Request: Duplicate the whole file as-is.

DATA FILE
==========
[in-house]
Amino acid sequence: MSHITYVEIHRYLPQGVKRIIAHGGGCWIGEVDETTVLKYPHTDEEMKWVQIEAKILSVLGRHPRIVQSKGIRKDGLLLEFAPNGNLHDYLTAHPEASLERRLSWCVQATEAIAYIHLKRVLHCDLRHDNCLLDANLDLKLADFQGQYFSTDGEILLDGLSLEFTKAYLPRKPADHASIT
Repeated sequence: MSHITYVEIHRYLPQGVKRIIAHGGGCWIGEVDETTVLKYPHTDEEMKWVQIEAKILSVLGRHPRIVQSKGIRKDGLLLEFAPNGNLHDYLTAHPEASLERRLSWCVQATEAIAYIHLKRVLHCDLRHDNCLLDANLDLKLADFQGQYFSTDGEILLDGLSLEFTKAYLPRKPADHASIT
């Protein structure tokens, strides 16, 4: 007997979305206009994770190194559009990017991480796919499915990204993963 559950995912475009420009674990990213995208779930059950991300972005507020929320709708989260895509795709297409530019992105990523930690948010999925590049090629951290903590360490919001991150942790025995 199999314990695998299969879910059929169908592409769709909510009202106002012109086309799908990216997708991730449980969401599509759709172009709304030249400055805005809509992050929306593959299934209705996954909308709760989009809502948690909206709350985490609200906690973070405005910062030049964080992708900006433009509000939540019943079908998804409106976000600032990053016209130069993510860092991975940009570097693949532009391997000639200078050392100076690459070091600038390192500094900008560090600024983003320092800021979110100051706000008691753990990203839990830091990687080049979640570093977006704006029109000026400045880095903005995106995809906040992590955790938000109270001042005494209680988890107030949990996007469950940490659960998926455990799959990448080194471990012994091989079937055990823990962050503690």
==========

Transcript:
[in-house]
Amino acid sequence: MSHITYVEIHRYLPQGVKRIIAHGGGCWIGEVDETTVLKYPHTDEEMKWVQIEAKILSVLGRHPRIVQSKGIRKDGLLLEFAPNGNLHDYLTAHPEASLERRLSWCVQATEAIAYIHLKRVLHCDLRHDNCLLDANLDLKLADFQGQYFSTDGEILLDGLSLEFTKAYLPRKPADHASIT
Repeated sequence: MSHITYVEIHRYLPQGVKRIIAHGGGCWIGEVDETTVLKYPHTDEEMKWVQIEAKILSVLGRHPRIVQSKGIRKDGLLLEFAPNGNLHDYLTAHPEASLERRLSWCVQATEAIAYIHLKRVLHCDLRHDNCLLDANLDLKLADFQGQYFSTDGEILLDGLSLEFTKAYLPRKPADHASIT
């Protein structure tokens, strides 16, 4: 007997979305206009994770190194559009990017991480796919499915990204993963 559950995912475009420009674990990213995208779930059950991300972005507020929320709708989260895509795709297409530019992105990523930690948010999925590049090629951290903590360490919001991150942790025995 199999314990695998299969879910059929169908592409769709909510009202106002012109086309799908990216997708991730449980969401599509759709172009709304030249400055805005809509992050929306593959299934209705996954909308709760989009809502948690909206709350985490609200906690973070405005910062030049964080992708900006433009509000939540019943079908998804409106976000600032990053016209130069993510860092991975940009570097693949532009391997000639200078050392100076690459070091600038390192500094900008560090600024983003320092800021979110100051706000008691753990990203839990830091990687080049979640570093977006704006029109000026400045880095903005995106995809906040992590955790938000109270001042005494209680988890107030949990996007469950940490659960998926455990799959990448080194471990012994091989079937055990823990962050503690």